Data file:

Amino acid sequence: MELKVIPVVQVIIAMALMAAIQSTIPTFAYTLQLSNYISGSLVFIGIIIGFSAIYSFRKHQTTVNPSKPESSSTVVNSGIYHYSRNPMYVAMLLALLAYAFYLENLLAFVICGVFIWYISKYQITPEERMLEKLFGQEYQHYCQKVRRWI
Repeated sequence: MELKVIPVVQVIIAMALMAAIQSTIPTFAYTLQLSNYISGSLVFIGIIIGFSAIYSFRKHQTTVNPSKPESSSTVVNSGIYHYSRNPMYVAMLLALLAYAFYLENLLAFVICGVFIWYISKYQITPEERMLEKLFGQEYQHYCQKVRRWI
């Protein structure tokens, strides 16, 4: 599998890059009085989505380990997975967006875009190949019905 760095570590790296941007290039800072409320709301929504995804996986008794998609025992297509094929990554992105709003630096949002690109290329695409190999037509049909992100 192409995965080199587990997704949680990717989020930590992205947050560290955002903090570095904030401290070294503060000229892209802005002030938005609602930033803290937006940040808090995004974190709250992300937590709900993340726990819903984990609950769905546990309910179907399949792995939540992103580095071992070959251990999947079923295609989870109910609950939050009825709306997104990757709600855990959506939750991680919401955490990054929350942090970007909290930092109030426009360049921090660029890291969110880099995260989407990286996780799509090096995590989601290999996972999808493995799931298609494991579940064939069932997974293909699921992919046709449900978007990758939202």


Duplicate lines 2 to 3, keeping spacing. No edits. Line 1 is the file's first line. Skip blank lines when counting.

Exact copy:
Repeated sequence: MELKVIPVVQVIIAMALMAAIQSTIPTFAYTLQLSNYISGSLVFIGIIIGFSAIYSFRKHQTTVNPSKPESSSTVVNSGIYHYSRNPMYVAMLLALLAYAFYLENLLAFVICGVFIWYISKYQITPEERMLEKLFGQEYQHYCQKVRRWI
């Protein structure tokens, strides 16, 4: 599998890059009085989505380990997975967006875009190949019905 760095570590790296941007290039800072409320709301929504995804996986008794998609025992297509094929990554992105709003630096949002690109290329695409190999037509049909992100 192409995965080199587990997704949680990717989020930590992205947050560290955002903090570095904030401290070294503060000229892209802005002030938005609602930033803290937006940040808090995004974190709250992300937590709900993340726990819903984990609950769905546990309910179907399949792995939540992103580095071992070959251990999947079923295609989870109910609950939050009825709306997104990757709600855990959506939750991680919401955490990054929350942090970007909290930092109030426009360049921090660029890291969110880099995260989407990286996780799509090096995590989601290999996972999808493995799931298609494991579940064939069932997974293909699921992919046709449900978007990758939202």